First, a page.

@SpatzieLover Yes, I would assume a floor drain, and easy turn off, and tile flooring, with a tile baseboard. I have never had a washing machine flood, but I understand why there is risk. I have had my refigerator not hooked correctly and flood. My friends upstairs toilet flooded when she was away for the weekend and the ceiling was falling down by the time she arrived back home with water everywhere.

john65pennington's avatar

Jleslie…I answered a call where the washer and dryer were upstairs and the cold water pipe broke and water had flooded the downstairs living room, ruining everything.

On top of that, children were standing in 4 inches of water and the electricity was still on. I rushed them out the front door and cut off the power.

This is a major reason I would never trust a washer and dryer on the second floor.

HungryGuy's avatar

As both a programmer and a landlord, I subscribe to the KISS theory. Make things as least complex and least mechanized as possible.

Of course, if you’re an architect and your client wants something weird, I guess you don’t have much choice.

JLeslie's avatar

@john65pennington Cold water pipes are upstairs anyway, for bathrooms, not just for washers.

john65pennington's avatar

Jleslie, true…..but you cut off the water when you leave the bathroom, but cold water pipe to a washer is always in the open position. This was a hose pipe to the cold water to the washer.

HungryGuy's avatar

@john65pennington – That’s not true. Nowadays, most washer fittings have one single lever which shuts off both the hot and cold water lines. Plus, I use metal-reinforced supply hoses to washers, dishwashers, etc. that are rated to umpteen thousand PSI of water pressure.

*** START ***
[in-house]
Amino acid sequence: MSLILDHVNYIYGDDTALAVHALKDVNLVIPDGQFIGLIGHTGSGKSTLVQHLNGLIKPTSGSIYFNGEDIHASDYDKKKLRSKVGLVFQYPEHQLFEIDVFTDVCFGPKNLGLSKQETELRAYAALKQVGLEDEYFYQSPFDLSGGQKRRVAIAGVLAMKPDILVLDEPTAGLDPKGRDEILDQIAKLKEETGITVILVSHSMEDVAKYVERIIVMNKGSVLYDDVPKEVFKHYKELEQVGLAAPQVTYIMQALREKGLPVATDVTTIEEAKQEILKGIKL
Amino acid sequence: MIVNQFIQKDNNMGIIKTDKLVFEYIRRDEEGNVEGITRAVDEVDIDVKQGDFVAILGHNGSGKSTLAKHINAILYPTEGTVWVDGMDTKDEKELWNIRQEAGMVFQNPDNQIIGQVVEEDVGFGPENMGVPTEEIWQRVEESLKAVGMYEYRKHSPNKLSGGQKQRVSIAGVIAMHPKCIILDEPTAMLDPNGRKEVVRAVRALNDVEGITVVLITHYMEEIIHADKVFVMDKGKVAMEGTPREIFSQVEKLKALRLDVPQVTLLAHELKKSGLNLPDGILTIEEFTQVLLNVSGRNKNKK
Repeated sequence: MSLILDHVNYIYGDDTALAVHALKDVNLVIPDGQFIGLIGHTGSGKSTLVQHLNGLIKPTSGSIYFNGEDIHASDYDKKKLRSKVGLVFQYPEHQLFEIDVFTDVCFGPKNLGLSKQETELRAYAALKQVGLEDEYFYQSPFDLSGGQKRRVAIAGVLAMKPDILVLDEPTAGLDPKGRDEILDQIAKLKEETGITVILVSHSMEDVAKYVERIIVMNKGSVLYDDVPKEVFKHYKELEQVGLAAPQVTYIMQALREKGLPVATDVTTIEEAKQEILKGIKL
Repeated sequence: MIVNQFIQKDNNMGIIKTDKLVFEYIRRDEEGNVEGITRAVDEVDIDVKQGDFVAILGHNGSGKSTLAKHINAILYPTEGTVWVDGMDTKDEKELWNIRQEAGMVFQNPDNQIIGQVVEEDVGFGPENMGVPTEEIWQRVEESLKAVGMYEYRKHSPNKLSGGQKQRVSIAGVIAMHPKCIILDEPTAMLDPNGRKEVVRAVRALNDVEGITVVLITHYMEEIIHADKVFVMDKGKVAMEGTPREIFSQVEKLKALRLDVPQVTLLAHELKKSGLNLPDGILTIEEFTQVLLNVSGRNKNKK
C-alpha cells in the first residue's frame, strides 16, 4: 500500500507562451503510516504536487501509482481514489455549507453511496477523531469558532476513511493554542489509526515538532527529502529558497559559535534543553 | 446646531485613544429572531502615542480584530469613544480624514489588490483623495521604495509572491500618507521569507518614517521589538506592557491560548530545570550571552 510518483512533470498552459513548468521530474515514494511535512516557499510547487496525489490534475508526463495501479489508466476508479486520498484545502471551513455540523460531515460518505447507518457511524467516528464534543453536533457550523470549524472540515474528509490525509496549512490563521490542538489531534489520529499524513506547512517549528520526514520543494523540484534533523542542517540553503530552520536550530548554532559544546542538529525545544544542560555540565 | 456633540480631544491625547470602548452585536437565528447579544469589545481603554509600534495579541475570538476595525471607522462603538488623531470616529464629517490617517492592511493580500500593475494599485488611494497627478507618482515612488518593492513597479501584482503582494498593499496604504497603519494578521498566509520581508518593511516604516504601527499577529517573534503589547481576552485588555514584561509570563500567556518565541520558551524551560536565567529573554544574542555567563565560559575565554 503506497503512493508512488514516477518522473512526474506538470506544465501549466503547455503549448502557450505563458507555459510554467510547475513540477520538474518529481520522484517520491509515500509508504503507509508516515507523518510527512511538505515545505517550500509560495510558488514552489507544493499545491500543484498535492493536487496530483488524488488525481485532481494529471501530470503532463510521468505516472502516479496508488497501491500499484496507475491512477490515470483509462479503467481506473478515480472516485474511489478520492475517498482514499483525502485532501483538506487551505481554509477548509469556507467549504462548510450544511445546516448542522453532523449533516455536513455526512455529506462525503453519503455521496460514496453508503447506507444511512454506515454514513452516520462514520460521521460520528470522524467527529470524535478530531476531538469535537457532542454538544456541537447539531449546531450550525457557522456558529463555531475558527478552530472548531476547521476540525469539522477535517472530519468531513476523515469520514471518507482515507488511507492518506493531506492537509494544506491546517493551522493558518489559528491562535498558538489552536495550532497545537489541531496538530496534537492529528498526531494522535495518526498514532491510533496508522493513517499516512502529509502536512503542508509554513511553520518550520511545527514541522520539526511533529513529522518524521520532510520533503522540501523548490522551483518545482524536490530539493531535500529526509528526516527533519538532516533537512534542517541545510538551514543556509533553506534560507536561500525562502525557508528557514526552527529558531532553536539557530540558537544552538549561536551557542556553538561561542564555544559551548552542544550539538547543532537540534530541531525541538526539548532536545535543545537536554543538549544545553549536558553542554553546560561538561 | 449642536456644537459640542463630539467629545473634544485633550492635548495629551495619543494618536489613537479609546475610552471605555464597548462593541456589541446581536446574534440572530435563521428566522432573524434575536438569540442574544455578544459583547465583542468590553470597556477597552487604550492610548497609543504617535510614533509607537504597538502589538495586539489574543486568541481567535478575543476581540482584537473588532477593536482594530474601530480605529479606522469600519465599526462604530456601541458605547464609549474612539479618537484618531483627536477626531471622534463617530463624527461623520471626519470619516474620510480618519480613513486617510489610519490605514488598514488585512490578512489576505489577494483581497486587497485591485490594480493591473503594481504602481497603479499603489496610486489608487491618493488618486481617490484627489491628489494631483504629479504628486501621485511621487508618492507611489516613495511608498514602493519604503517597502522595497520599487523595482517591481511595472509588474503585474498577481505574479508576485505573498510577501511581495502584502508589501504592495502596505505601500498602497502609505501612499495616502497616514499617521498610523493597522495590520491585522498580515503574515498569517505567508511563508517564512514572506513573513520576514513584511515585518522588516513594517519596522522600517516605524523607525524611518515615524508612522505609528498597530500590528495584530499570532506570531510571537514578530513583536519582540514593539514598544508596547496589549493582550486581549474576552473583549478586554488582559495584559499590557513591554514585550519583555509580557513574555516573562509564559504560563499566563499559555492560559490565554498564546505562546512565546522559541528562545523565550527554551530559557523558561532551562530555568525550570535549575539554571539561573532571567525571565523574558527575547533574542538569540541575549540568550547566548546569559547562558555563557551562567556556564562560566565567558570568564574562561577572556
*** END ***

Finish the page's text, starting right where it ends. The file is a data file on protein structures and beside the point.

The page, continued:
JLeslie's avatar

@John65Pennington Buildings with washing machines in every unit have them on every floor. Sure, once in a while one floods, other things flood too.

My washer has a turn off valve on the wall for the water.

john65pennington's avatar

Hungry, only talking about at the faucet where the hose screws onto it. It stays open all the time.

john65pennington's avatar

Okay, my discussion is over. I do hope better safety measure have been taken to insure people with washer and dryers on the second floor, are living in a safe environment.

augustlan's avatar

My initial instinct is “genius!”. If it would actually work on hair, etc. But, it would need to be easily accessible, and have safeguards in place. It may be more trouble than it’s worth.

MollyMcGuire's avatar

What does the code say about it?

SpatzieLover's avatar

^I highly doubt this would be permissible @MollyMcGuire. My guess is that if anyone has done this, it’s been done it after inspection.

MadisonPaige's avatar

I have no right to tell you what you can talk about in your forum, but if I could beg your kindness please don’t joke about serial killers around Ethan.

I don’t know anything about building codes and architecture, so I’m trying to convince him to come back and follow up on your comments.

Response moderated
Response moderated
EthanMars's avatar

As far as I know, the building codes in my city don’t specifically prohibit a garbage disposal under anything but a kitchen sink. Or if they do, I can’t find the code about this specific situation. The NEC (National Electrical Code) only requires that electrical devices be accessible. The NSPC says pretty much the same thing. That means an electric junction box or device can’t be sealed behind a wall. I have some friends in the building trades that I usually defer such questions to, but they’re not sure either. If someone in the trades here can point to a particular code prohibiting this, I’d appreciate it. I live in a city in eastern PA, by the way.

And your comments are useful. Thank you. I’ll pass your advice to the client, the likes and the risks.